A gender disparity

Ranking topics: Women in parliament

At only 34 years of age, Sanna Marin, who was appointed Finland’s prime minister on December 10th, is the youngest head of government in the world. As well as her youth, her gender also makes her something of a rarity, at least by international standards. She is one of only five women among the European Union’s 28 current leaders. What is more, Ms Marin leads a left-wing coalition whose five parties are all led by women, three of whom are under 35. Her cabinet will contain 12 women and seven men: at 63%, the female share is the highest in the European Union.

To Finns, seeing plenty of women in senior political positions is not unusual. As with other Nordic states, Finland has been at the forefront of gender equality in politics for several years. Forty-seven per cent of its parliamentarians are female, one of the highest shares in the world. Ms Marin is the third woman to become prime minister. In the rest of Europe, women find it harder to reach the top jobs. But more of them are getting there. According to the European Institute for Gender Equality, a pressure group, the proportion of women in senior positions in EU governments has crept up from 25% in 2009 to 30% this September. And the number of female heads of government has risen from two to five this year. Although Britain’s Theresa May stood down in July, three other women had taken office before Ms Marin: Austria’s interim chancellor, Brigitte Bierlein; Belgium’s prime minister, Sophie Wilmès; and Denmark’s prime minister, Mette Frederiksen. They join Angela Merkel, who has been Germany’s chancellor since 2005.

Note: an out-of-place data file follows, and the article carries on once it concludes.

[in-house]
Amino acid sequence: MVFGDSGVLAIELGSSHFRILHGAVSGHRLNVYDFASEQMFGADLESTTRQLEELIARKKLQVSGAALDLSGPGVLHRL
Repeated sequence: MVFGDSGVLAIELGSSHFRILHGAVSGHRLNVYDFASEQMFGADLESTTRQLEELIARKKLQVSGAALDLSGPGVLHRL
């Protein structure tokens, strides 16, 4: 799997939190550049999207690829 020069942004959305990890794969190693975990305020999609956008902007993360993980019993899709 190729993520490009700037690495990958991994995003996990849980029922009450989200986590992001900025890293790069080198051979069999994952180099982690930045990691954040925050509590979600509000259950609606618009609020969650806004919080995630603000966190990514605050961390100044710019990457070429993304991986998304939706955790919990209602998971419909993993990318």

This article is from our Graphic detail section.